Publishers vs. Users

Robert Scoble does everyone a favor by boiling down the outrage over Google’s Autolink feature to an easily understandable idea,

Anything that changes my content is evil.

Wow. I happen to take the opposite view — as long as changes aren’t forced on users by spyware or tools that are shipped with the browser and turned on by default, I think its great if you want to change my content in a way that better suits your needs. And I do the same thing.

Want to turn images off? Go for it. Want to run a Firefox extension that inserts graphics next to any link that is for a PDF or MP3 file? Be my guest — I use such an extension myself.

In fact, thanks to the beauty of Firefox, I have an extension that modifies Google search pages to add content to them, and another that strips away embedded Flash from sites that use those.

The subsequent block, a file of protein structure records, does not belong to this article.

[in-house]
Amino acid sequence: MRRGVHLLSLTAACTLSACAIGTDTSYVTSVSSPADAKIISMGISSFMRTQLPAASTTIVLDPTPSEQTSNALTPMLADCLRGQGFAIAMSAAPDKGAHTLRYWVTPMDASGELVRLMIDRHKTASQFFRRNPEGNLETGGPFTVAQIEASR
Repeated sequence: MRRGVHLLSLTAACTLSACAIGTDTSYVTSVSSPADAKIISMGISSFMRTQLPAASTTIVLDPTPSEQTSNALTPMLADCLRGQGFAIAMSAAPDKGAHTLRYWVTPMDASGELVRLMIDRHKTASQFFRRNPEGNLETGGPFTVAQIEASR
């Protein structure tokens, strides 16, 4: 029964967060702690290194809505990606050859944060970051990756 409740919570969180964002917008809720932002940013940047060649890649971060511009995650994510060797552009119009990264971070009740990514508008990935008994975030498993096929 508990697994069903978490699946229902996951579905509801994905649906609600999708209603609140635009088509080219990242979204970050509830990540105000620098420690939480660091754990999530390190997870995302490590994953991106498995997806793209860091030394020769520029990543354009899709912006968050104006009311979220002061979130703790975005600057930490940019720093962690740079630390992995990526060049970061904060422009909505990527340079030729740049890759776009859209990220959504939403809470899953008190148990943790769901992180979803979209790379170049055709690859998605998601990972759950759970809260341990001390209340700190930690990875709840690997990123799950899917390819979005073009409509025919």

In Scoble’s world that’s evil. Call it Fear of a Linked Planet,

Dossy: we’ll have to agree to disagree. A lot of times my LACK of a link IS editorial. I can see a world where every word is linked. Do you really want that?

So in Scoble’s world an extension for Firefox that automatically created a link for every word to say Dictionary.Com would be the height of evil. Me, I think that’d be a pretty cool tool to have.

As I said before, the past few years have seen any number of content industries suddenly realize they are no longer in control of the experience that their customers have. The advent of things like the Tivo and the iPod have generally been favored by the same people who are not horrified that users might have tools in their browsers to modify their content in ways that suit the individual needs of the person visiting the site rather than the publisher.

To me, Scoble and company come off as silly as the sites I used to visit which tried to disable right-clicking and similar features to keep people from saving the page. Just give it up.

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